Plymouth, practically

Where I stayed

The Drake

When I was booking accommodation, my only requirements were parking and a fairly central location. The Drake provided both, as well as an interesting history and super friendly hosts. The parking is easy, with several spots up front and additional spaces in the back. Thanks to my super compact car, I managed to snag the last spot up front, which, charmingly, required driving over the sidewalk to wedge myself in between the building, a post box, and a light post. Too easy with an Aygo! Have I mentioned how much that car grew on me over the course of the week?

But I digress.

The Drake was built in the 1800s as the home of a naval officer who, judging by the interior, did very well for himself. The ceilings are high, the molding is ornate, and the staircase to the first floor is grand. I stayed up on the second floor, which according to one review I read, was the servants’ quarters. Certainly, the stairs to that level are far narrower and more tucked away, and the ceilings up there are lower, but the room had everything I could have wanted, included a tea/coffee tray that was also restocked with a small package of biscuits each day.

Nicki, who I believe is one of the owners, greeted me every time I came or went and had lots of advice about what to see and where to go while I was in the city. She also made sure to ask about my preferred breakfast time for each morning I was there to make sure I was never waiting to be fed. Breakfast was wonderful and while there were lighter continental options, I started each day full of hearty eggs or beans on toast, ready to take on the city. Because of an early checkout, I didn’t take advantage of breakfast my last morning, but Nicki kindly offered to put together a small takeaway box if I wanted, which I thought was beyond nice of her.

As for location, the Drake was perfectly situated a block from the Hoe (less than 10 minutes to Smeaton’s Tower), a 5-minute walk to the shops at Armada Way, and a 10-minute walk to the Barbican. Given my tendency to wander in circles this was perfect and meant I could get anywhere I needed to (and then back again when I decided to do another loop) in practically no time.

All in all, I loved the Drake and everything about my stay and I would absolutely stay there again.


What I ate

Since Nicki kept me so well fed, I didn’t actually need that much else (aside from snacks and coffees!)! Which was a shame, because I came away with a long list of places I just couldn’t fit in – guess I’ll have to go back! But as for this trip:


I shamelessly love Nando’s, which I’ve only ever had in the UK, and wish I lived closer to one. Peri-peri everything, please! Hot, to be specific. So it wasn’t a particularly original choice of food, but that first night when I got in, post Dartmoor drive and without having had lunch, I just needed something quick, easy, and delicious and so Nando’s it was. And it was perfection.

The Original Pasty House

I love pasties and made it a priority to get one on this trip. Unfortunately, most of the pasty shops seemed to be open primarily for lunch. The Original Pasty House had later hours and I happened to be passing by just as I was getting hungry, and also as the wind picked up on the greyest, coldest day of my trip. Definitely a good time for a pasty stop! I’ll be honest, it wasn’t my favorite pasty ever, but my pasty bar was also set ridiculously high when I was in Cornwall and had an amazingly hearty one after the most amazing swim around St. Michael’s Mount and then another after a morning of coasteering (aka wild swimming, climbing rocks, and jumping off of them), so my previous pasty experience was a bit next level. Still, the one from the Original Party House was a solid meal and a welcome break from the elements!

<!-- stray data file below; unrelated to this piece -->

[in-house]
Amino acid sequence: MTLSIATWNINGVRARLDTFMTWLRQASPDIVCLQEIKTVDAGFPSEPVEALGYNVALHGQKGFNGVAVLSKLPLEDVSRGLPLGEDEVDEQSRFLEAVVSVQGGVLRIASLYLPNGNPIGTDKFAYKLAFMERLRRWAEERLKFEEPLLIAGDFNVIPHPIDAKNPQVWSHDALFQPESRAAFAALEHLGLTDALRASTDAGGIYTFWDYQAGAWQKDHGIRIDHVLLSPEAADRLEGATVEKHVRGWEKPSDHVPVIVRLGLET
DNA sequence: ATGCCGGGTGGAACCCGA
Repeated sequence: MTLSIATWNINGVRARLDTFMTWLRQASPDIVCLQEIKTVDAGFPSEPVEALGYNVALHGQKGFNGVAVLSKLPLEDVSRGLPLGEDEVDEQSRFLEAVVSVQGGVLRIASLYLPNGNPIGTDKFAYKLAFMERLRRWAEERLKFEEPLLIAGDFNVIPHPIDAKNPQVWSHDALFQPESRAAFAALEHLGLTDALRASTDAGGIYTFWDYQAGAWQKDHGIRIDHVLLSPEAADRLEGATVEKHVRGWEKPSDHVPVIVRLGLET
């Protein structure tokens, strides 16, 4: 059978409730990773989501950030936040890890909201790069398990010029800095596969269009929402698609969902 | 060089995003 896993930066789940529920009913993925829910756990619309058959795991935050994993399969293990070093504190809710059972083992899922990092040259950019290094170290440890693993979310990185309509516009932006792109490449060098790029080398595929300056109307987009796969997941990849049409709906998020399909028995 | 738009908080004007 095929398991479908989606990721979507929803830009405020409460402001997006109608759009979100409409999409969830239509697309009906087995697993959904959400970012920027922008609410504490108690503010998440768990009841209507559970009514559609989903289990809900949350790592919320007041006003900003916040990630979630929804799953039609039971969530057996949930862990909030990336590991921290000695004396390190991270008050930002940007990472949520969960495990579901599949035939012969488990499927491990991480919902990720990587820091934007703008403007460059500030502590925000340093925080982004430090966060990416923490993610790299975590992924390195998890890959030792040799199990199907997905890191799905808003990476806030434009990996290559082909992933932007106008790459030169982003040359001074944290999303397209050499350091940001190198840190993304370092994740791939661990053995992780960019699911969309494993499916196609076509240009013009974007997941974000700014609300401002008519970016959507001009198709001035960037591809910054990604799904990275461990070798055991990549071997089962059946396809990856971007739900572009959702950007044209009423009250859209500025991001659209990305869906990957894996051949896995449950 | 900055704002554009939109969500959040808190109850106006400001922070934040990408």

Quirky Teas

Being in Devon, and a lover of scones, I was not leaving without having a cream tea. I spent a lot of time reviewing options both online in preparation and as I walked around the city, but when I saw Quirky Teas I was instantly sold. It was full of natural light, brightly decorated, had teapots everywhere, and had a cake display case that made me want to move in and never leave. I wanted at least 6 of everything, but there was also no chance I was getting anything other than a scone with jam and clotted cream (and tea, as an afterthought). The scone was bigger than my fist, and the jam and clotted cream were perfection. Quirky Teas is the stuff of dreams and it will absolutely be my first stop next time I’m in Plymouth. Also, I think it would be perfectly acceptable to go back to Plymouth specifically because of Quirky Teas. Am I gushing? Not even remotely sorry.

The Harbour Seafood Restaurant and Takeaway

All I wanted for a final meal in Plymouth was fish and chips (and a cider). The fish and chips at Harbour was truly one of the best I’ve had. It was crispy in all the right places, I could fully taste both the fish and the batter, which was delicious, and the portion was generous. The chips were also delightful. Plus, it is located right on the water in the Barbican with a wall of windows overlooking the harbor. Even the inside views are delightful with decor that manages to be nautical, clean, and uncluttered, even with a large selection of signs covering the walls. Service was fast and friendly. If I can’t move into Quirky Teas, you’ll find me here. Maybe they’d be willing to split custody? A girl can dream! Anyway, perfect last meal in a city I very quickly grew to love.


Note: None of this is sponsored. I provided links because I enjoyed everywhere I stayed/ate THAT much, but they aren’t affiliate links and I was not compensated by any of the businesses mentioned in this post.

Leave a Reply

Your email address will not be published. Required fields are marked *